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Home / Health & Science

Time running out on foreign funded family planning

Health & ScienceBy Evelyn Samba | Mon,Nov 08 2021 00:00:00 UTC | 3 min read


Medical Superintendent Mary Murugi during an interview on Family Planning methods and contraceptives on June 24, 2021.  [David Gichuru, Standard]

In July, the media reported that Kenya Medical Supplies Authority (Kemsa) had distributed contaminated contraceptives to various parts of the country.

According to the reports, later confirmed by various public agencies, the contraceptives possibly became contaminated because of delays at the Port of Mombasa while awaiting clearance.

The United Nations Population Fund (UNFPA) shipped the contraceptives in question in October 2020 and failure by the government to allocate a budget for tax clearance caused an eight-month delay.

Eventually, the consignment was released after the National Treasury requested the Kenya Revenue Authority (KRA) to waive the taxes owed.

Although the mouldy contraceptives were quickly recalled, the saga is a symptom of a deeper problem, and if no decisive action is taken in the next 12 months, it could be a sign of things to come.

Furthermore, the entire saga was paradoxical. While the consignment was sitting at the port awaiting clearance, there were reported shortages of contraceptives and other family planning commodities in parts of the country.

In November and December 2020, Performance Monitoring for Action (PMA) Kenya conducted a study in 11 counties (Nairobi, Kilifi, Nandi, Nyamira, Kiambu, Bungoma, Siaya, Kericho, Kitui, Kakamega and West Pokot), and revealed that stock-outs were common in public and private health facilities. Intrauterine devices, implants and injectable contraceptives were among the contraceptives affected by stock-outs.

Over the last two decades, Kenya has made tremendous progress in improving access to modern contraceptives.  The contraceptive prevalence rate among married women of reproductive age stood at 61 per cent in 2020, up from 39 per cent in 1998. Contraceptive prevalence rate is the percentage of women of reproductive age who use – or whose partners use – a contraceptive method at a given point in time.

During these 20 years of progress, Kenya has largely depended on external sources to finance contraceptives, a key component of the country’s family planning programme and an important area in Kenya’s quest for achieving her development aspirations.

The United Kingdom, USAID, United Nations Population Fund (UNFPA), and the Bill and Melinda Gates Foundation have been supplying Kenya with contraceptives at no cost. However, Kenya’s status as a lower middle-income country means we are no longer eligible for such support and are slowly being weaned off development funding for basic services such as health.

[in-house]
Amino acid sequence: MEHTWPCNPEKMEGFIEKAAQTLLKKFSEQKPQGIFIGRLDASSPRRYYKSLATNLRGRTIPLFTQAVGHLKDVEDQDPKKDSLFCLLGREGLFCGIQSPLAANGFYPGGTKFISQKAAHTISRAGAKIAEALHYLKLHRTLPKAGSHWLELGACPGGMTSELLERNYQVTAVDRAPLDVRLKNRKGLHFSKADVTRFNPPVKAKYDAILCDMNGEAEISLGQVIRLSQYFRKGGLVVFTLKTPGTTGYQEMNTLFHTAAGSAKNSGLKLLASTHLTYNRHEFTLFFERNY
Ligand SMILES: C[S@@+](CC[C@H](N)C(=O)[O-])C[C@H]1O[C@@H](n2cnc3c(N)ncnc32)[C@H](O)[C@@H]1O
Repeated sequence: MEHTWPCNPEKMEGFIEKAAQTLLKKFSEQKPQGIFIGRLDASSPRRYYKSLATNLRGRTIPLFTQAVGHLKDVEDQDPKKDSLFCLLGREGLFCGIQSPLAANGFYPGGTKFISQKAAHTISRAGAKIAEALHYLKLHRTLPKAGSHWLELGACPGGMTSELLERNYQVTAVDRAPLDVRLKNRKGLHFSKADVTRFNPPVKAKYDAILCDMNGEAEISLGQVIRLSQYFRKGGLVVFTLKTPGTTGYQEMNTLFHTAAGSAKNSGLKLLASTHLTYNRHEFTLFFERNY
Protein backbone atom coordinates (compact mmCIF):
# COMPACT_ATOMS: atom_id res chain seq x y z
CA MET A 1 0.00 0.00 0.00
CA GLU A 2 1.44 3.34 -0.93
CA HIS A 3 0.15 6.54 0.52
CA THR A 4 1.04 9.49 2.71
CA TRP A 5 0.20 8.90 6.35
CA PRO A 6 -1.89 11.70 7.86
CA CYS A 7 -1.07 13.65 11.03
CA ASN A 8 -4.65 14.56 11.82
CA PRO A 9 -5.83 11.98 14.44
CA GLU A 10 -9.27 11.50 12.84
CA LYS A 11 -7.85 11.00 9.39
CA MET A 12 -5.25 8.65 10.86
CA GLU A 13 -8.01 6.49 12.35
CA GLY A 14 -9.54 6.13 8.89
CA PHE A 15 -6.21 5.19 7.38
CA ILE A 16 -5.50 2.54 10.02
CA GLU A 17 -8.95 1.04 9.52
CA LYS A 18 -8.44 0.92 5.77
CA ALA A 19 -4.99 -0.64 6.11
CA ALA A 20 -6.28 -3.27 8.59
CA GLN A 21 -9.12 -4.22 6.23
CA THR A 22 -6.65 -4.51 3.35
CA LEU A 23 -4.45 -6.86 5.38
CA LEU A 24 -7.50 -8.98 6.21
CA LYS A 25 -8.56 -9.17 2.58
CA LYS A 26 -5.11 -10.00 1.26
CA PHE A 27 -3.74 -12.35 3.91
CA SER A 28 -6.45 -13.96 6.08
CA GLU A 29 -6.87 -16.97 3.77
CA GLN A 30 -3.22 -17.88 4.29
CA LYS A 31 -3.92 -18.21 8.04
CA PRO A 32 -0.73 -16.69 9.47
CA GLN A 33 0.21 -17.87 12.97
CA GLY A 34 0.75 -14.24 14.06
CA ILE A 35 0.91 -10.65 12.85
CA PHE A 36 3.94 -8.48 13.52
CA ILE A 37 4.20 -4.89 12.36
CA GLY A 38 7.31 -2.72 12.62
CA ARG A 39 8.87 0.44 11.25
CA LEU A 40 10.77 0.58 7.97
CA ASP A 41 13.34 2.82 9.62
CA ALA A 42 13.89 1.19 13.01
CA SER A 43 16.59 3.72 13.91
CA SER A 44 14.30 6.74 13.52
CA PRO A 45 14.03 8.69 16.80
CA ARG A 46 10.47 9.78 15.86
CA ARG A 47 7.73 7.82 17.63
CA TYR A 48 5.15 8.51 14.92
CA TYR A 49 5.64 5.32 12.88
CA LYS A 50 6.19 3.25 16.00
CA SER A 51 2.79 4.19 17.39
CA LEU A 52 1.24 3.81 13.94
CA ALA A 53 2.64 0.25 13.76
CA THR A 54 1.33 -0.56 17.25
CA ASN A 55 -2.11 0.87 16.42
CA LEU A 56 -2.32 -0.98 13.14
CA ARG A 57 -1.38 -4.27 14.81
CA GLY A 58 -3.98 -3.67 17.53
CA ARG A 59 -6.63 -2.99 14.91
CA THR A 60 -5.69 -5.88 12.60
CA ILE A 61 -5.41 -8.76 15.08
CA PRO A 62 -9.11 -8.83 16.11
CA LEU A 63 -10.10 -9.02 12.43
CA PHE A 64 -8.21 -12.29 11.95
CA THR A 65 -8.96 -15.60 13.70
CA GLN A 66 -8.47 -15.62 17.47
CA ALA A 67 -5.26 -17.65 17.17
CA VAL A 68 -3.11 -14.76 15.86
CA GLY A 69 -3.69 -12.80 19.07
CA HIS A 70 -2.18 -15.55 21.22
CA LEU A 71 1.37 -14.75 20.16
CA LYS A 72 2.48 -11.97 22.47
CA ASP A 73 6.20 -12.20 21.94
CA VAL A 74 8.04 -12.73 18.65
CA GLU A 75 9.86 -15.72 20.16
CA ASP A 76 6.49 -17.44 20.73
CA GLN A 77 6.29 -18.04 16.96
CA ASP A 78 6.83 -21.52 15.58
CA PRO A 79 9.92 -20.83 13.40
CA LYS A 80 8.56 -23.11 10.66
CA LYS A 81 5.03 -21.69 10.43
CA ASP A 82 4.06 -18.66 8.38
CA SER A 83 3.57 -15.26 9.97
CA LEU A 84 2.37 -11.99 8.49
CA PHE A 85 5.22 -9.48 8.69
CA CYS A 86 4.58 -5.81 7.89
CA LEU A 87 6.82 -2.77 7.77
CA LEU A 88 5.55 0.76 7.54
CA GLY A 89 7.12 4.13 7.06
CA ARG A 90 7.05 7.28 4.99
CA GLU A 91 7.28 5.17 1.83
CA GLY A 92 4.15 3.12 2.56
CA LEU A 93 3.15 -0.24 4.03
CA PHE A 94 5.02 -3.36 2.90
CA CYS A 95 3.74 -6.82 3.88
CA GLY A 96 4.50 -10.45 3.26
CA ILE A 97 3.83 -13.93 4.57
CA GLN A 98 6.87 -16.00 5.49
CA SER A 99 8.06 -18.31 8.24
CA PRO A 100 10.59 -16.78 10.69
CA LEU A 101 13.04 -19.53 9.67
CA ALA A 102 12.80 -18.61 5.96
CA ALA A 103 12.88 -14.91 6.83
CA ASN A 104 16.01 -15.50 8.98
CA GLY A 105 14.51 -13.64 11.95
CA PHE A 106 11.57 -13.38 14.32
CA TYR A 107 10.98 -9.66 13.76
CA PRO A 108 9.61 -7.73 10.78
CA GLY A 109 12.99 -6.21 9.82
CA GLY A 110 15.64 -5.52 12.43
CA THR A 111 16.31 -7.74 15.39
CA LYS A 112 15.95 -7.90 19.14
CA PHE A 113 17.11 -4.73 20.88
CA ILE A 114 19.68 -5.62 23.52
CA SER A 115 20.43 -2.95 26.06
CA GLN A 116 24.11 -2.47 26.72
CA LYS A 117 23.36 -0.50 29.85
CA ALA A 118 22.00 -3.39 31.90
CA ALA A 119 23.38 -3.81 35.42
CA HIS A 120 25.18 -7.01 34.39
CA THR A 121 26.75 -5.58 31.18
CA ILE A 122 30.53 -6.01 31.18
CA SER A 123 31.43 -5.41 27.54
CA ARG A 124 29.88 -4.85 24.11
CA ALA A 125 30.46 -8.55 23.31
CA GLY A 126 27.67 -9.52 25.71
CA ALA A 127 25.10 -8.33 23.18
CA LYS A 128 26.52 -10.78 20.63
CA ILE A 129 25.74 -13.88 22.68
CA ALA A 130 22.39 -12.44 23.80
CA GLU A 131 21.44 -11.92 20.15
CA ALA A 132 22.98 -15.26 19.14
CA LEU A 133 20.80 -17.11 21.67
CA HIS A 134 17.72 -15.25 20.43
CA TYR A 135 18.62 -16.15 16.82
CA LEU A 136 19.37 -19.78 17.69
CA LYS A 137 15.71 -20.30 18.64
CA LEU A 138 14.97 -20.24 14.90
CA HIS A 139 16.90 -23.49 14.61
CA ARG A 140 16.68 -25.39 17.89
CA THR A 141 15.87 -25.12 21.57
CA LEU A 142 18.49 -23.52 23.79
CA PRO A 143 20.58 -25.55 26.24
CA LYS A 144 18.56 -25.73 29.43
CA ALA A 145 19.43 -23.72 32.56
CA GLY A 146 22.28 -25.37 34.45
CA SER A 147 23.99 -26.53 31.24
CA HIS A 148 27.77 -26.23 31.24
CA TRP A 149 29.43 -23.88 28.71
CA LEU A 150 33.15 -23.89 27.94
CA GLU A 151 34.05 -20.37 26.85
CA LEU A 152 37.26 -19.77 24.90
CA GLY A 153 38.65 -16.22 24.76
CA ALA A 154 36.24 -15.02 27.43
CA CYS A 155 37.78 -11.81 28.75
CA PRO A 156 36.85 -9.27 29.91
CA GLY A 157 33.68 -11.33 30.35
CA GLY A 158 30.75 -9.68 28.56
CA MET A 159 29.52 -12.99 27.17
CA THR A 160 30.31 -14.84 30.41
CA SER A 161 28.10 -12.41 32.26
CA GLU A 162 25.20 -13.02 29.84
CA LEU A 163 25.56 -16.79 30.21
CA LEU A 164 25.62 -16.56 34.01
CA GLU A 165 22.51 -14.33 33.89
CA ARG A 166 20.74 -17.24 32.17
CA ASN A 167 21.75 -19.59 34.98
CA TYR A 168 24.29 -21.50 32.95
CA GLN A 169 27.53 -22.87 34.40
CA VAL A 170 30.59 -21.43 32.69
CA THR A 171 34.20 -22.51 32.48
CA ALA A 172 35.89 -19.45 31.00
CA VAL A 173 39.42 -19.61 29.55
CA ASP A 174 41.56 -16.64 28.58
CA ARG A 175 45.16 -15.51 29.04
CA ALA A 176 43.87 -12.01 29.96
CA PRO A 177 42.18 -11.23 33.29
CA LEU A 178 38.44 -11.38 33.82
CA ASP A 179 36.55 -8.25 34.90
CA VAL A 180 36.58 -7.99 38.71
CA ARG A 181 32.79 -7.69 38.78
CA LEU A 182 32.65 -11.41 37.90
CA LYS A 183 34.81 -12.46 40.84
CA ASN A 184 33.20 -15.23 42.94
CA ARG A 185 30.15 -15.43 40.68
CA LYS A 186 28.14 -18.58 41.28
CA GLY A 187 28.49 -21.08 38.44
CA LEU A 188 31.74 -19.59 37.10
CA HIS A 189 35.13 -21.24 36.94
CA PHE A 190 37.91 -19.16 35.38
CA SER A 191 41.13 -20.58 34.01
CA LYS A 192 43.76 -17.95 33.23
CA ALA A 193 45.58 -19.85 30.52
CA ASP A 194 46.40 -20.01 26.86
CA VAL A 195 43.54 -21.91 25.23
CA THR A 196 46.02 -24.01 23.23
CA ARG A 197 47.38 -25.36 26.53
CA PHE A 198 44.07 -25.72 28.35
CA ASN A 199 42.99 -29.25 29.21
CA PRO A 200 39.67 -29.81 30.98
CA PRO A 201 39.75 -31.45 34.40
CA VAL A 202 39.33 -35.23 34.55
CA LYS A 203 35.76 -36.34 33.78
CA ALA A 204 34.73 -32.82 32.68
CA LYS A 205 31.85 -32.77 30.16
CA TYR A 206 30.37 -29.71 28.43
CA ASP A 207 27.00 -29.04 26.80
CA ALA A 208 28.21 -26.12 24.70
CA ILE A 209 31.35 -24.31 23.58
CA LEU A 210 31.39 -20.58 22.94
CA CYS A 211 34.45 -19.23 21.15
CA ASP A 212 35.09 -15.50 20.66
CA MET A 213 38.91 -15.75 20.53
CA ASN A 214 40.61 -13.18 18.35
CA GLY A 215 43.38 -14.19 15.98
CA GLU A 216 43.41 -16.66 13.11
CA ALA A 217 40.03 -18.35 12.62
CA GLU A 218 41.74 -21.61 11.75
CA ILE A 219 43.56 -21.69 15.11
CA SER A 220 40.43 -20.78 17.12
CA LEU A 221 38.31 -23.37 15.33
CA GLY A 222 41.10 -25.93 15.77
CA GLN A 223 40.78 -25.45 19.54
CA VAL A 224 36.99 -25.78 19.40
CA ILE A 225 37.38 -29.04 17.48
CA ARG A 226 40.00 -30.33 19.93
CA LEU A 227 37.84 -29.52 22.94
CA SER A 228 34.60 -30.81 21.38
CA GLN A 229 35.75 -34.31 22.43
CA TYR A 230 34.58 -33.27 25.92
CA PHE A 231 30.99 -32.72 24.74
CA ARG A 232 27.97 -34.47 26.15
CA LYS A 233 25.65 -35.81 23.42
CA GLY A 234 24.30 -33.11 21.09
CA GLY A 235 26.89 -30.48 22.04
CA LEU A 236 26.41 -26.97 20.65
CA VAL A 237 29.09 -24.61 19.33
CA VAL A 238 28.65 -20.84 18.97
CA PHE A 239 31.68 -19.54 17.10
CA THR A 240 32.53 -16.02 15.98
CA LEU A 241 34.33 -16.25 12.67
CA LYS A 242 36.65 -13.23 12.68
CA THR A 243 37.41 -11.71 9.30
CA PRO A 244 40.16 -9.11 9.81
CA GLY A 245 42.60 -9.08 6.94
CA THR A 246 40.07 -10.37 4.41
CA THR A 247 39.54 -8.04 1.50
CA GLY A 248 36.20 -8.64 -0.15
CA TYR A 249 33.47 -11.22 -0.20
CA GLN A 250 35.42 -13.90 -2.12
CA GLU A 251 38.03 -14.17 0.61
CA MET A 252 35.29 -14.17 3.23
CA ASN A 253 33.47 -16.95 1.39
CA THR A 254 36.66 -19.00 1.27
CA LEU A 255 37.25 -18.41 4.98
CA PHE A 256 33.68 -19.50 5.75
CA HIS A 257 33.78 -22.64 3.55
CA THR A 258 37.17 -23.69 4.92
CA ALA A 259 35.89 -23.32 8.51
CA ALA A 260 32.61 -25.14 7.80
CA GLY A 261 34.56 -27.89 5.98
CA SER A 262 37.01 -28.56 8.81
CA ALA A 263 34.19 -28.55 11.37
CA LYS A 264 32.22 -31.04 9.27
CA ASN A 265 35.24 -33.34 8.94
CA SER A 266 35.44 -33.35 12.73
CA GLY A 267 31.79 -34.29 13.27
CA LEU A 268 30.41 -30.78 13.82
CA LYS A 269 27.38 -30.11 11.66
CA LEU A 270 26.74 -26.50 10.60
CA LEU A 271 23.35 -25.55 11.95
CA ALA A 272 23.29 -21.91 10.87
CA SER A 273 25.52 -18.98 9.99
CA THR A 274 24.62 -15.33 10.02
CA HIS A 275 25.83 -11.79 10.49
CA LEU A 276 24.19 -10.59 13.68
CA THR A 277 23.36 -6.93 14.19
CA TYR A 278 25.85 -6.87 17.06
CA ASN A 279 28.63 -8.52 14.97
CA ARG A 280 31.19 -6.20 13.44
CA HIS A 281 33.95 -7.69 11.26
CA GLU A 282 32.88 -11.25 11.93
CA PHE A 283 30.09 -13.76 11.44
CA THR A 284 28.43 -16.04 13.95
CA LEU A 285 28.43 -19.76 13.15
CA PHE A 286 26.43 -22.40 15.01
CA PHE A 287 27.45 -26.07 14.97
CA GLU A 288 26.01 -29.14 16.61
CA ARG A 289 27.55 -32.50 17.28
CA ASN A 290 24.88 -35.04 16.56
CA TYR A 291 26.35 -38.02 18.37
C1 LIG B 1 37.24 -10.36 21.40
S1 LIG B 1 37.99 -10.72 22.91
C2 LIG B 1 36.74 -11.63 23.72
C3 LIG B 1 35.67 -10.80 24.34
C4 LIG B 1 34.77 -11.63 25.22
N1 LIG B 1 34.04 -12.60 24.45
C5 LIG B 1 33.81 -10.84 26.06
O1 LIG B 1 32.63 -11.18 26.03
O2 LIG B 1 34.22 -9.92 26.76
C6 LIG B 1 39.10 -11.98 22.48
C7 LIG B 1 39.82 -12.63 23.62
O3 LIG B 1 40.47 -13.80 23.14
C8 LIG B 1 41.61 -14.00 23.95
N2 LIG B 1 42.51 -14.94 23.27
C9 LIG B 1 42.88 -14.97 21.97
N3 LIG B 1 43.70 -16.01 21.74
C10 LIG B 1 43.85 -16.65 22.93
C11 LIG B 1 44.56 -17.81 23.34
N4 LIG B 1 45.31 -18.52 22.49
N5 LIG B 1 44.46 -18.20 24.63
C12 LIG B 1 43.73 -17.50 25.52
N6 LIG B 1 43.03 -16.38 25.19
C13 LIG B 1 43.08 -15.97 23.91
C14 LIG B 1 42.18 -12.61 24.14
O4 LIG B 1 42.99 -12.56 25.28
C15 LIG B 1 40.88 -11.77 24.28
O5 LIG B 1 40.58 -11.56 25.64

Indeed, the Health Sector Working Group Report 2021/22 to 2023/24 published in October 2020 notes that development partners for health in Kenya (DFID, UNFPA, USAID, and the Bill and Melinda Gates Foundation), have pledged to match the country’s funding for reproductive, maternal, neonatal child and adolescent health (which includes family planning) in a sliding scale until Kenya takes over domestic financing by 2023.

The family planning programme has an Sh863 million budgetary allocation for the procurement of family planning and reproductive health commodities for the 2021/22 fiscal year, against the Ministry of Health’s projection of Sh1.7 billion, according to the draft national family planning costed implementation plan 2021–2024.

Kenya has variously committed to domestic funding for a robust family planning programme. Most recently, at the Nairobi Summit on the 25th anniversary of the International Conference on Population and Development, popularly referred to as ICPD+25, President Uhuru Kenyatta led the country in committing to “…gradually increase financing of family planning commodities from domestic resources.”

We have in the recent past witnessed total breakdown of crucial health services after planned transition of funding. In 2019, the Kenya National Blood Transfusion Service was crippled after a planned transition from the US President’s Emergency Plan for AIDS Relief (PEPFAR) funding to Kenya’s own funding, leading to shortage of blood for medical use.

It is therefore crucial that the transition to Kenya funding of its own contraceptives is managed well to prevent a similar disruption of family planning services due to lack of commodities.

As we join the rest of the world in marking the World Contraception Day 2021, the Ministry of Health must lead advocacy efforts to allocate required funding for procurement of commodities in line with the agreement with funding partners to ensure sufficient funding for contraceptives and for the larger family planning programme by 2023.

The writer is the Kenya Country Director at Deutsche Stiftung Weltbevoelkerung (DSW)

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